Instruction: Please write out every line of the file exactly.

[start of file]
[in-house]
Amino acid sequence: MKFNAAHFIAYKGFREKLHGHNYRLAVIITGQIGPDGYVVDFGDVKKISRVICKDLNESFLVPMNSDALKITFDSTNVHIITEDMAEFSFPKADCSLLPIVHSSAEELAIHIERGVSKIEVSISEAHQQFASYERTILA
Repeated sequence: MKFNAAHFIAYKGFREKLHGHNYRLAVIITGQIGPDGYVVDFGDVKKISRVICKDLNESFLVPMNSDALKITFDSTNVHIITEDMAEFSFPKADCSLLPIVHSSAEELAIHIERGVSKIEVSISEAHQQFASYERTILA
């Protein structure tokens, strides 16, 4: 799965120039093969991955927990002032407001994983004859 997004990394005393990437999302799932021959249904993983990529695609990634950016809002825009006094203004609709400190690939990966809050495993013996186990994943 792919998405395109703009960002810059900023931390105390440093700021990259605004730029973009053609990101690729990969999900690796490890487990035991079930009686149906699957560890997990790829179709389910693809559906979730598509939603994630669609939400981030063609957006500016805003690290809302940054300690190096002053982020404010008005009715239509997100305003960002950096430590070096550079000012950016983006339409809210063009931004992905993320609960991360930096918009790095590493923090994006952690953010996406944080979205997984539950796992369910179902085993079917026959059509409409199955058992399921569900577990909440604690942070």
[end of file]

[in-house]
Amino acid sequence: MKFNAAHFIAYKGFREKLHGHNYRLAVIITGQIGPDGYVVDFGDVKKISRVICKDLNESFLVPMNSDALKITFDSTNVHIITEDMAEFSFPKADCSLLPIVHSSAEELAIHIERGVSKIEVSISEAHQQFASYERTILA
Repeated sequence: MKFNAAHFIAYKGFREKLHGHNYRLAVIITGQIGPDGYVVDFGDVKKISRVICKDLNESFLVPMNSDALKITFDSTNVHIITEDMAEFSFPKADCSLLPIVHSSAEELAIHIERGVSKIEVSISEAHQQFASYERTILA
């Protein structure tokens, strides 16, 4: 799965120039093969991955927990002032407001994983004859 997004990394005393990437999302799932021959249904993983990529695609990634950016809002825009006094203004609709400190690939990966809050495993013996186990994943 792919998405395109703009960002810059900023931390105390440093700021990259605004730029973009053609990101690729990969999900690796490890487990035991079930009686149906699957560890997990790829179709389910693809559906979730598509939603994630669609939400981030063609957006500016805003690290809302940054300690190096002053982020404010008005009715239509997100305003960002950096430590070096550079000012950016983006339409809210063009931004992905993320609960991360930096918009790095590493923090994006952690953010996406944080979205997984539950796992369910179902085993079917026959059509409409199955058992399921569900577990909440604690942070």